• According to the New York Times, it costs the U.S. mint more than .6 cents to manufacture a penny. However, due to zinc and copper prices, the cost to the U.S. of materials in the penny is now at .8 cent.
  • This means the U.S. government is losing money on every penny.

Penny for your penny?

4. Don't call us, we'll call you.

Microsoft chairman Bill Gates said Vietnam has the potential to develop into an outsourcing center similar to India.
  • Visiting Vietnam over the weekend, Microsoft's Bill Gates said Vietnam has the potential to develop as an outsourcing center similar to India.
  • During the visit Gates met Vietnamese Prime Minister Phan Van Khai and President Tran Duc Luong in Hanoi before going to Hanoi University of Technology to take questions from students there.
  • Thousands of students, some of them perched in trees and others on balconies, lined up outside the auditorium at the Hanoi University of Technology to try and catch a glimpse of Gates.
  • In February, Intel announced it would build a a plant in Vietnam.
  • "Vietnam should also focus on software development, outsourcing. There's an opportunity to do call centers," Gates said, according to The China Post.
  • On Saturday MSFT signed an accord with Vietnam's Ministry of Finance in which the ministry would become the first state body to use fully licensed software throughout its entire information technology system.

5. Love Stinks!

The Museum of Broken Relationships is now open in Zagreb, Croatia.

  • A museum dedicated to broken hearts has opened in Croatia.
  • Drazen Grubisic and Olinka Vistica, who used to be a couple, decided to set up the museum after consoling friends over their failed romances.
  • The museum boasts love letters, engagement rings, empty liquor bottles left behind after a failed romance and even an artificial limb donated by a war veteran who fell in love with his therapist.
  • In one corner is a "confessional", a box with a computer and a microphone behind a curtain where visitors can record how they feel about their lost love.
  • Each piece in the exhibit is accompanied by a note from the donor, explaining its origin and significance.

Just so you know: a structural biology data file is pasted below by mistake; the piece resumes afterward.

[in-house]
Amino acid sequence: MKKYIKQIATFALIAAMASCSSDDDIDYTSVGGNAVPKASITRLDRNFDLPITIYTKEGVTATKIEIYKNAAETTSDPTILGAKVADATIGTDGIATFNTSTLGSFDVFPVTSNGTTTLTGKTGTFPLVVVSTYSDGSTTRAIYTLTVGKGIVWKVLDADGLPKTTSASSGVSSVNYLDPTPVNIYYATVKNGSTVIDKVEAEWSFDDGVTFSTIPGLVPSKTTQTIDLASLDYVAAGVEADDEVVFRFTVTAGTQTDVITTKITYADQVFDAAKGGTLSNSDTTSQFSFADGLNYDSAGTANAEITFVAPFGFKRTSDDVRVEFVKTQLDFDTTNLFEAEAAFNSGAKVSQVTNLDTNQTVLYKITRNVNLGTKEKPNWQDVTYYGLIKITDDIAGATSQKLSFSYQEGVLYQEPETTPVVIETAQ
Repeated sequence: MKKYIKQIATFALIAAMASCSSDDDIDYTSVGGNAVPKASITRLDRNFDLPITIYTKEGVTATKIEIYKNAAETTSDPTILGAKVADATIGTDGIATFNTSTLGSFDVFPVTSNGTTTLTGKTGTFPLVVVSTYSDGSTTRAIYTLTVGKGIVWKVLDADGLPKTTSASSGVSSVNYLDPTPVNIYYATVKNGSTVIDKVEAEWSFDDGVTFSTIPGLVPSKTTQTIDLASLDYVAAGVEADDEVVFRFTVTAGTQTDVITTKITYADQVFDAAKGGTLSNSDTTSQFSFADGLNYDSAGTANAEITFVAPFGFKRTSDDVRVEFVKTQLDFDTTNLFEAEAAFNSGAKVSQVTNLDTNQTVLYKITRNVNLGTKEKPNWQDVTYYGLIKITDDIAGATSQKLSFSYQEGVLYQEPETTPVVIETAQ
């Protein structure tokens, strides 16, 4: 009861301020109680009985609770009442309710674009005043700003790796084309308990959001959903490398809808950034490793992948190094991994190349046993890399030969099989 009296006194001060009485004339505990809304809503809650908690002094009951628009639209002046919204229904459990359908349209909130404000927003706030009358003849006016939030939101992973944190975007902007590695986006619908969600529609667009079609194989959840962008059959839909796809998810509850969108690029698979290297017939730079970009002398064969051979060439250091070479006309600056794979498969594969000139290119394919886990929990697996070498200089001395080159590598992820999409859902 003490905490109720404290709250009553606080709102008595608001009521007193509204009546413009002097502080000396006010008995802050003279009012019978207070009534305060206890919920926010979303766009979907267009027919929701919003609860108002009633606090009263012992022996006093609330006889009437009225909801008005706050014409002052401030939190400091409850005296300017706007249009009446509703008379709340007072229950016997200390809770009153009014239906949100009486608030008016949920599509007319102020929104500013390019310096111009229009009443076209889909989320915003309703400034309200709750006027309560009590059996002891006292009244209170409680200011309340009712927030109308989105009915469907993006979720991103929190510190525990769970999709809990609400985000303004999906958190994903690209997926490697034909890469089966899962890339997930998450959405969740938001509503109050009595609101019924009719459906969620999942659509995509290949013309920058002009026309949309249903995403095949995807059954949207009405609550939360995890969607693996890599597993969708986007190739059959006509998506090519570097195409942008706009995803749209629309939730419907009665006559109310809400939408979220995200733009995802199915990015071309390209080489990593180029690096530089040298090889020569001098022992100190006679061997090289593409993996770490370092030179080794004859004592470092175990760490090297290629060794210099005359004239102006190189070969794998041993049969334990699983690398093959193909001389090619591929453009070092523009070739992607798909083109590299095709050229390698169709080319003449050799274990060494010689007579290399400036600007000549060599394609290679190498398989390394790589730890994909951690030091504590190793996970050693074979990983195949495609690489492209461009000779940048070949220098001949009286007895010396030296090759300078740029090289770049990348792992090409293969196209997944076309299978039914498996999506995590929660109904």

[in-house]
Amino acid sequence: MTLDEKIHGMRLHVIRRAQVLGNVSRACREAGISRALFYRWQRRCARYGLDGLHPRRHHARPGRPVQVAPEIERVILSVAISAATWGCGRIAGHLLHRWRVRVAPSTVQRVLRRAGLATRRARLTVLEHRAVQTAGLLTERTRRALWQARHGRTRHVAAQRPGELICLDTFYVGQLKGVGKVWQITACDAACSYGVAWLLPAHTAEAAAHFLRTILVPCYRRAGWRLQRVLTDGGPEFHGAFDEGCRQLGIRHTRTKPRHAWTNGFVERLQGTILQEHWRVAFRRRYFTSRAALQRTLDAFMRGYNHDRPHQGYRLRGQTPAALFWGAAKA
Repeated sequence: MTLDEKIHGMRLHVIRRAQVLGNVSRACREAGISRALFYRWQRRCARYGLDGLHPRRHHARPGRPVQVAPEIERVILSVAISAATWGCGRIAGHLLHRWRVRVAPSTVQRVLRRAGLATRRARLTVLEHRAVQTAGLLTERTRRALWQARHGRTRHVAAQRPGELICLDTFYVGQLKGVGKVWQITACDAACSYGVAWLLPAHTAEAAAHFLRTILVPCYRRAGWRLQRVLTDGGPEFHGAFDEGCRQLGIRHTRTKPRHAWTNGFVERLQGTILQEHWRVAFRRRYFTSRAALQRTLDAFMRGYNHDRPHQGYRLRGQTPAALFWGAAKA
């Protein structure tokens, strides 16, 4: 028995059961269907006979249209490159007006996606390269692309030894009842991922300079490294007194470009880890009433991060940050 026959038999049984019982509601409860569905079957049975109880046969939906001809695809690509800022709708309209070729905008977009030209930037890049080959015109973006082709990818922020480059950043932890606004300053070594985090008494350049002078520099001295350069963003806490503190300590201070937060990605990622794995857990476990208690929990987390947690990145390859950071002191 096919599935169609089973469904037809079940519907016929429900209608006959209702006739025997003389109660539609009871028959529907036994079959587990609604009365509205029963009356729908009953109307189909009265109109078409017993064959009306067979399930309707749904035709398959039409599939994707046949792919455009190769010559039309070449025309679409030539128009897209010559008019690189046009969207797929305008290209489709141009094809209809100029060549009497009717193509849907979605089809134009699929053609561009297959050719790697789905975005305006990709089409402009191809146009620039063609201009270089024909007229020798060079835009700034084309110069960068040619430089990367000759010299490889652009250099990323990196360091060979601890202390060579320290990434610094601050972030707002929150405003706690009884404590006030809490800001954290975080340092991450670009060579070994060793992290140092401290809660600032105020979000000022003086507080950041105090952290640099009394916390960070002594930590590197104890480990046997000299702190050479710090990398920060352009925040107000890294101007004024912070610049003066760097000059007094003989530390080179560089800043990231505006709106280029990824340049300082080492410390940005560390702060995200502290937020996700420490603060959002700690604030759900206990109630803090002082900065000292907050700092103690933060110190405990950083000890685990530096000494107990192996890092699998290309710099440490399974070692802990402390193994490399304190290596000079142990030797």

• What is not in the exhibit... yet, are the disgusting cookies I've saved these many long years (20 in fact); cookies given me by a girl named Amy to allay her guilty conscience.
  • Every now and then I'll take the cookies down from their special "hate place" in the top of my closet and open the box, letting the bitter, salty tears of my pain slowly season them, melting them down into a batter called revenge.

I love you.


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Copyright 2006 Minyanville Publishing and Multimedia, LLC. All Rights Reserved.
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The information on this website solely reflects the analysis of or opinion about the performance of securities and financial markets by the writers whose articles appear on the site. The views expressed by the writers are not necessarily the views of Minyanville Media, Inc. or members of its management. Nothing contained on the website is intended to constitute a recommendation or advice addressed to an individual investor or category of investors to purchase, sell or hold any security, or to take any action with respect to the prospective movement of the securities markets or to solicit the purchase or sale of any security. Any investment decisions must be made by the reader either individually or in consultation with his or her investment professional. Minyanville writers and staff may trade or hold positions in securities that are discussed in articles appearing on the website. Writers of articles are required to disclose whether they have a position in any stock or fund discussed in an article, but are not permitted to disclose the size or direction of the position. Nothing on this website is intended to solicit business of any kind for a writer's business or fund. Minyanville management and staff as well as contributing writers will not respond to emails or other communications requesting investment advice.